By BRUCE DENNILL
A return to well-known source material – Janice Honeyman directed different versions of a Peter Pan pantomime in 2007 and 2014 – this latest re-imagining uses much that is new to give the classic story a look and feel that lands with an audience of a new generation, looking for new cultural cues in their entertainment.
The sets are once again supported by large screens with bright, complex projections and animations by Andrew Timm and Adino Poggiali-Trapani, which, when combined with the Mandela Theatre stage and its various conformations, allows for a number of different large-scale locales to be convincingly created in which the cast can sing and act. The cast is fresh, too. Leads Sandi Dlangalala (Peter Pan) and Virtuous Kandemiri (Tinkerbell) take part in their first Honeyman pantomime and carry the weight of expectation with almost casual ease, with Kandemiri in particular using her character’s in-your-face sassiness to make a notable mark as a performer to watch going forward. In the pit, musical director Dale Ray also represents young but already hugely experienced talent, responsible for a different and crucial aspect of the production.
Familiar panto performers Kiruna-Lind Devar (Wendy Darling), Ben Voss (Captain Hook) and David Arnold Johnson (Clementina Coconut) set the bar in terms of the genre’s expected foibles. Voss, as ever, is brilliant at engaging with the audience (including memorably bellowing at a toddler encouraged by its parent to boo at him: “Oh, shut up! What are you – three years old?” *Note – both parent and child took that in the spirit and context in which it was offered, giggling as they were scolded) and Johnson, no stranger to camping it up as a dame, gives arguably his best performance as the feisty but somewhat wistful nanny to the Darling children. Michael Richard’s Smee is a gentle, relatable narrator, giving the show much of its heart and structure.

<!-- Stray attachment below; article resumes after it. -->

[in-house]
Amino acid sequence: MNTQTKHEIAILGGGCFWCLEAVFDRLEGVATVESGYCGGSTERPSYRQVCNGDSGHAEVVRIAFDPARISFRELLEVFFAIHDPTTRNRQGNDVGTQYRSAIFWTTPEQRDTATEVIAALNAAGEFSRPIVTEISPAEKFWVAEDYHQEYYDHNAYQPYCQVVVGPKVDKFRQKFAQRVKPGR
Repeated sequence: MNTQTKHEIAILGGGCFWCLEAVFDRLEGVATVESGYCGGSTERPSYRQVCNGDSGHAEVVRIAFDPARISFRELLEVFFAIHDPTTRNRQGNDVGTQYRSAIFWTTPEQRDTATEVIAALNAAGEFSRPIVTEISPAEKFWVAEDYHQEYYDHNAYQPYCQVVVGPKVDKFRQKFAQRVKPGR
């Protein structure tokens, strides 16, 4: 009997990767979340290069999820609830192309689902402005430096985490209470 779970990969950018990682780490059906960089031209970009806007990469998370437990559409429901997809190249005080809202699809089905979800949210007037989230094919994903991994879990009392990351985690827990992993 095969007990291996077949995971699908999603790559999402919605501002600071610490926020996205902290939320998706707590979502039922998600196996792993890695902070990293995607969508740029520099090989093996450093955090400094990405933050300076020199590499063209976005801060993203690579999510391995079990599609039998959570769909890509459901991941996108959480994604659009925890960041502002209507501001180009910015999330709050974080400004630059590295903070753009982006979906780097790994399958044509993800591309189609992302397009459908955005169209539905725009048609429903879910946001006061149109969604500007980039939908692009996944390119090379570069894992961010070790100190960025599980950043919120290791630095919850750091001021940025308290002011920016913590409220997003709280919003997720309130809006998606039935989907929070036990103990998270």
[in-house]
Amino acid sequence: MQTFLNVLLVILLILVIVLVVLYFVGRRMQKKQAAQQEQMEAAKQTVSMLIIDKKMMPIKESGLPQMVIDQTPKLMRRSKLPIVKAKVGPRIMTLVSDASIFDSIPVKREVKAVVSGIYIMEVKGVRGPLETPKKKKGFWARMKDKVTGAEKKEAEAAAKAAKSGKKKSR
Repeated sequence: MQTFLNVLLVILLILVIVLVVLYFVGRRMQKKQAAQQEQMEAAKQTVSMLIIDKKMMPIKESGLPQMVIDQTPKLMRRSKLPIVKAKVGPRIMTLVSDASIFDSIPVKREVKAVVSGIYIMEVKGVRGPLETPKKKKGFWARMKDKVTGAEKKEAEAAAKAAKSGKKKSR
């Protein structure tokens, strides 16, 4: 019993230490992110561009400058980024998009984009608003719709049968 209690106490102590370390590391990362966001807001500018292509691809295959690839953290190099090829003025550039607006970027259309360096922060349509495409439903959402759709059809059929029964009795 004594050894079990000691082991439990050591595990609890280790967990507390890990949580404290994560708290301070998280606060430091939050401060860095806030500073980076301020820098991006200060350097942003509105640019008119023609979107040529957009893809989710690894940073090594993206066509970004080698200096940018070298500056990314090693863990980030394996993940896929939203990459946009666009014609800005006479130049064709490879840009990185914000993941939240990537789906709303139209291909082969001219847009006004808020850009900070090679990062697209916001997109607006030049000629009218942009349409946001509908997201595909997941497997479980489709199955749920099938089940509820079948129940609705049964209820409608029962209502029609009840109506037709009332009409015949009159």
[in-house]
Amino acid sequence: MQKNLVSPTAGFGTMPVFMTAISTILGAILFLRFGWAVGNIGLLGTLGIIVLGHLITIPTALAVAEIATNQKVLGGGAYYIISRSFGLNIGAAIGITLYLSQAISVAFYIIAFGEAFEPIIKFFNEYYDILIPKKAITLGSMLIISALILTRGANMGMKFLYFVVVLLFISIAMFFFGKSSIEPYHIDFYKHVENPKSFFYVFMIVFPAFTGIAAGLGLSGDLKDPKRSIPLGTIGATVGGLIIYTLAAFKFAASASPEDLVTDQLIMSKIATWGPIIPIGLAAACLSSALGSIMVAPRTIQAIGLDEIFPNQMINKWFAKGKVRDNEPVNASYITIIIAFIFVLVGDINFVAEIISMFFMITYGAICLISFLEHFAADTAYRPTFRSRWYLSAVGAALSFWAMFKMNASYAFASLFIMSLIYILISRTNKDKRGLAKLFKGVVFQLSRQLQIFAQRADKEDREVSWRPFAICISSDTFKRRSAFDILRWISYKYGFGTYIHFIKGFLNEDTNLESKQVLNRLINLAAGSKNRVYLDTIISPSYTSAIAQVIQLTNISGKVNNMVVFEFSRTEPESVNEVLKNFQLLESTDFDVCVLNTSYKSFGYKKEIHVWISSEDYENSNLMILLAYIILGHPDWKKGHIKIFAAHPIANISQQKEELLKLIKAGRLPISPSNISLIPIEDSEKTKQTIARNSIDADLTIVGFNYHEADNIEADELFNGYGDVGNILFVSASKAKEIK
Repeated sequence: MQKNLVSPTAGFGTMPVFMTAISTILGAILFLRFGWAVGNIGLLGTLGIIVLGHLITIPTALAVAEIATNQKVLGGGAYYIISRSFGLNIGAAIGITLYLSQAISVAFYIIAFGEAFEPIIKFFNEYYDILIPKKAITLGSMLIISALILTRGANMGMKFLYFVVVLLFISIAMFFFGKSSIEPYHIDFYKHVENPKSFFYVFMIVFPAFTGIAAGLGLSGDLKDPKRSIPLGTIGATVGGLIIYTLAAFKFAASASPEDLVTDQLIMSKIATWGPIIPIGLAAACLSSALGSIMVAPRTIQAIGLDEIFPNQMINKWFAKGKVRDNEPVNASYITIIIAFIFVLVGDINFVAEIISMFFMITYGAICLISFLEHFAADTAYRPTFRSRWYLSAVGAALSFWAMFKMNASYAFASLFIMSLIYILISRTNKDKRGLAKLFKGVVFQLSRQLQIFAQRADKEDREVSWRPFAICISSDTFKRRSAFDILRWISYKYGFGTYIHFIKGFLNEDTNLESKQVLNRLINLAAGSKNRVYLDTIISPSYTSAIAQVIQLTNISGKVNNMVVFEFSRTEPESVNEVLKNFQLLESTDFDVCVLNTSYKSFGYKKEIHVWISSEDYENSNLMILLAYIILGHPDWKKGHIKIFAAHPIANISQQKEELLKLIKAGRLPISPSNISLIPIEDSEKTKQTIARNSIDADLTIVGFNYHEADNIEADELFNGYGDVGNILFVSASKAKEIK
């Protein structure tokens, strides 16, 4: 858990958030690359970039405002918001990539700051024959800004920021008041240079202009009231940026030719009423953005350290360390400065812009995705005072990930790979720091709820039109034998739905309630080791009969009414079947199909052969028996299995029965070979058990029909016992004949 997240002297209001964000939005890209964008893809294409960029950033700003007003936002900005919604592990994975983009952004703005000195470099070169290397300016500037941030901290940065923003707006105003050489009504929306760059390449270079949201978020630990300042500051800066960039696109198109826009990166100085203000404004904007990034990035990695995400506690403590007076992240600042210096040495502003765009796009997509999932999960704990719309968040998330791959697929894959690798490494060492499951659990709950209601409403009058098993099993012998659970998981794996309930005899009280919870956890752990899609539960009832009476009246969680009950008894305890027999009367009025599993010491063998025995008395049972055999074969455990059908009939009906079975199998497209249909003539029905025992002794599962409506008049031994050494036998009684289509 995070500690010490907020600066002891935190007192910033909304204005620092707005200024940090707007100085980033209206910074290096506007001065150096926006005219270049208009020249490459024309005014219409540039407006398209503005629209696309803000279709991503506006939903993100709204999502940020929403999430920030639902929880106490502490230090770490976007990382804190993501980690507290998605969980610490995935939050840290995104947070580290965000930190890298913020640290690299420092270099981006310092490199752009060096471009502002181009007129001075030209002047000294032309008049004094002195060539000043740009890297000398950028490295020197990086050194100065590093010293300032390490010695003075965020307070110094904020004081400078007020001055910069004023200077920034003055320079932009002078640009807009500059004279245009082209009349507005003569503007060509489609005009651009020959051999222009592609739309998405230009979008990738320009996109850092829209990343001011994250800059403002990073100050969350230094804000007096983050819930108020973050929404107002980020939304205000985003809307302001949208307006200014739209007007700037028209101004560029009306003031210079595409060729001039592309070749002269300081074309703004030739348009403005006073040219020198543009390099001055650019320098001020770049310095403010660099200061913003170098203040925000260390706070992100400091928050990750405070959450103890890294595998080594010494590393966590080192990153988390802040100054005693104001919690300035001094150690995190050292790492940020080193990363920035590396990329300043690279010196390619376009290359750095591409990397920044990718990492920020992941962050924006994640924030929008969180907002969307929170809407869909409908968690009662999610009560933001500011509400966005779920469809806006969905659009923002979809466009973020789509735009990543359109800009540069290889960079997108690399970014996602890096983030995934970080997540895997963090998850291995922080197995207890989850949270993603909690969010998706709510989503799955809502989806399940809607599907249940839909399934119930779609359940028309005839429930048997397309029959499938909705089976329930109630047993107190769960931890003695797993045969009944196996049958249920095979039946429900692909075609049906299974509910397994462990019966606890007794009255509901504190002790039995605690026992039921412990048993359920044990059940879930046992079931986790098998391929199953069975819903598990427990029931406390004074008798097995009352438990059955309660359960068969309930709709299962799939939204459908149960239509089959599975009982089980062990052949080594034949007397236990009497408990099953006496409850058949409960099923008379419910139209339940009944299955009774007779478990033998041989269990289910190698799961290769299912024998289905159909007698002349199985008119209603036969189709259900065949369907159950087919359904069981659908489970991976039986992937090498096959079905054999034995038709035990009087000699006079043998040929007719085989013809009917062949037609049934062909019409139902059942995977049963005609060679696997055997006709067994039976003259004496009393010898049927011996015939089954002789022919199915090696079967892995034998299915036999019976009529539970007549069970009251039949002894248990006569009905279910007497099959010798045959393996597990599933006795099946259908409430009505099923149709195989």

The multiple sponsorships that allow the pantomime to revel in its scale and the richness of its wardrobe (points to designer Mariska Meyer) mean the usual product placements, and putting a bunch of them together in one scene here only partly mitigates the interruption of the flow of the story the advertising always causes. It’s part of the tradition and it’s a wonderful way to show corporations the value of theatre in terms they understand, but a brand as a punchline remains a hard sell to some. There are also some pacing issues, where the tricky task of simultaneously juggling all of the story threads and trying to reach all of the components of the audience – adults and kids of different ages, with all of the different reference points those different cohorts have – sometimes including an allusion or a joke that gets missed by one or more groups. The same is true of the soundtrack, which relies heavily on this year’s youth radio or targeted streaming stars, many of whom are unfamiliar to folks who type “classic rock”, “gospel”, “maskandi” or “house” into the search bars of Spotify or Apple Music when they have a gap to unwind. That said, pretty much every teenager in the room for the opening performance of Peter Pan was grooving and mouthing each line of the lyrics as the well-drilled cast completed tight massed choreography, and that sort of energy is contagious even if you are an old fuddy-duddy.
Ultimately, the panto provides a bright, loud, cheerful space in which to gather as families and as a larger theatre- and music-loving community, and in that regard, it is again a success. Everything is amplified, from colour schemes to villainy, making suspension of disbelief and an indulgence in escapism an easy, enjoyable choice for a few hours.